In 1929, a few years after the foundation of the Irish Free State, the town was renamed Portlaoighise (later simplified to Portlaoise) and the county was renamed County Laois. A number of other towns in the Free State also reverted to their Irish (or anglicised Irish) names during this period.
Portlaoise is one of Ireland's fastest growing towns, with a 37.9% increase in population from 2006 to 2011. Non-Irish nationals accounted for 21.7 per cent of the population compared with a national average figure of 12.0 per cent. Polish (7%) were the largest group, followed by Lithuanians (2.7%). Portlaoise is known for having one of the highest percentages of black residents in the country. The former Mayor, Rotimi Adebari was the first person of African descent to become mayor in Ireland.
Portlaoise has the highest percentage of people under the age of 18 in Ireland. Due to rapid population growth due in particular to immigration from Eastern Europe especially Poland and Slovakia and its location in the commuter belt Portlaoise boasts some of the country's best services. These include a new fire station and a large swimming leisure complex. Portlaoise has three new secondary schools and five new primary schools (two upcoming). Due to the rapid population growth Portlaoise will see the opening of a new 1,000 student secondary school. Portlaoise has the highest percentage of youth per percentage of population in Ireland with the town considered to be the baby boom capital of Ireland. In the 2016 Census Portlaoise was again in the top 10 fastest growing regions with the population of Portlaoise town and its suburbs approaching 25,000.
- Portlaoise stands at a major crossroads in the Irish roads (major roads to Dublin, Limerick, Cork) network although construction in the 1990s of the M7 motorway, which bypasses the town, has reduced traffic congestion in the town centre.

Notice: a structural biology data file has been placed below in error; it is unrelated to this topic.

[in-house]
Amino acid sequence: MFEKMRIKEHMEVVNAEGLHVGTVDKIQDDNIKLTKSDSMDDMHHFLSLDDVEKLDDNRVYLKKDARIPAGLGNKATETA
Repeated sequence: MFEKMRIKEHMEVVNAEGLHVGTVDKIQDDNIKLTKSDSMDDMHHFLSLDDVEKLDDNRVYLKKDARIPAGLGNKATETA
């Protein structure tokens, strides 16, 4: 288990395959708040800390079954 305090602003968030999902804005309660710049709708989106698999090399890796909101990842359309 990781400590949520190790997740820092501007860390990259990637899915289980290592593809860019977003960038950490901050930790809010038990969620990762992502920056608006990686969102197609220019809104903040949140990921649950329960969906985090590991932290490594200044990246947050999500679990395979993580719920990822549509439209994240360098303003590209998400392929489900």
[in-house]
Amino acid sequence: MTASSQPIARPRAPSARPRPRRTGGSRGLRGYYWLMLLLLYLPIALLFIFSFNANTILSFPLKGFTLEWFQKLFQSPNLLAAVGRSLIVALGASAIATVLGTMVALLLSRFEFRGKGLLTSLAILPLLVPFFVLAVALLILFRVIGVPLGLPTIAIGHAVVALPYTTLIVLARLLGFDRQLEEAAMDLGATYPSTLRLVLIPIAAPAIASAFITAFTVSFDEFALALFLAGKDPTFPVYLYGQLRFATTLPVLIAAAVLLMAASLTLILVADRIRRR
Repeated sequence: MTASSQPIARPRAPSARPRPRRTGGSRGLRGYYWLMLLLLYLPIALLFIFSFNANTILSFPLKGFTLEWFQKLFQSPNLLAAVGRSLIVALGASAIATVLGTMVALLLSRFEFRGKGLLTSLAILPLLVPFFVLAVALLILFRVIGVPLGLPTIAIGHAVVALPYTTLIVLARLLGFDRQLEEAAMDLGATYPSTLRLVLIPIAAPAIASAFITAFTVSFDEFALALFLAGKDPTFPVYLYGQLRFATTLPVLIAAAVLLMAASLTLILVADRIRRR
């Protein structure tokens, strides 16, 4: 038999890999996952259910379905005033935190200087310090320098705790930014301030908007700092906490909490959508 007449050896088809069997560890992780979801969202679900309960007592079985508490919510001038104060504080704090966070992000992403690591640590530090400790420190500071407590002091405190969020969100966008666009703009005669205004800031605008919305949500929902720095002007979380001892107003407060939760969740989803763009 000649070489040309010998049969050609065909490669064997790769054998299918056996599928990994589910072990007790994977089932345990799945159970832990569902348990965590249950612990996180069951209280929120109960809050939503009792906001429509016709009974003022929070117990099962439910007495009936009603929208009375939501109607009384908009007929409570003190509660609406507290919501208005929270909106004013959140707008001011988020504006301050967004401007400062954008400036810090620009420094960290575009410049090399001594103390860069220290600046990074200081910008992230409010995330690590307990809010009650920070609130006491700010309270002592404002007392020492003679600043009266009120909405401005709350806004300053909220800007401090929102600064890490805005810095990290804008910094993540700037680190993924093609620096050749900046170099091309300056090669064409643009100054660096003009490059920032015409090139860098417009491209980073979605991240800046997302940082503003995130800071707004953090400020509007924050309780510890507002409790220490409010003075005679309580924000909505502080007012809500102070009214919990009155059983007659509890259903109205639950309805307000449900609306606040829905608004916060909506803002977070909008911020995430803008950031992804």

- The town has a railway station served by intercity trains between Dublin and Cork and by Dublin commuter services. Maryborough railway station opened on 26 June 1847.
. Portlaoise is one the busiest railway stations outside of Dublin. It is the terminus of the Portlaoise Commuter Service which stops at all stations to Heuston and runs hourly off peak and every 20/30 minutes during peak times. It is the busiest county town railway station in the Midlands Region, with up to 32 trains to Dublin (10 Non-Stop) and 30 trains from Dublin (9 Non-Stop) per day.
- Córas Iompair Éireann opened a new rail depot south-west of Portlaoise town centre in March 2008 (officially opened on 25 July 2008). The depot provides a high quality maintenance and servicing facility for the 183 new intercity railcars and some facilities for outer suburban railcars serving the Kildare Route.
- Bus Éireann operates an intercity service between Dublin and Cork/Limerick which calls at Port Laoise.
- The town is the terminus for Dublin-Portlaoise coach services operated by Dublin Coach which is at James Fintan Lawlor Avenue, it also stops at Portlaoise Hospital and Kilminchy.
- Europcar offer a car rental location in Portlaoise.
Portlaoise’s central location within Ireland and its concentration of restaurants, pubs, bars and nightclubs around Market Square, Main Street and the Church Street area of the town centre and other nearby facilities such as Paintball, Golf, Bowling and other amenities make it a popular destination for Hens & Stag Parties and other weekend breaks. Portlaoise railway station is the closest station to Stradbally Hall where the Electric Picnic Festival is held each year.
Arts and Festivals
Every year the town hosts the Old Fort Quarter Festival in June, the Halloween Howls Comedy Festival on the October bank holiday weekend and the Leaves Literature Festival in November.
Since early 2008 Portlaoise has been the Irish base of Self Help Africa, formerly Self Help Development International, the Irish development agency engaged in implementing long term rural development programmes in Sub-Sahara. Established at the time of the Ethiopian Famine of 1984, Self Help is the chosen charity of the Irish Farmers Association.
Images for kids
Port Laoise Facts for Kids. Kiddle Encyclopedia.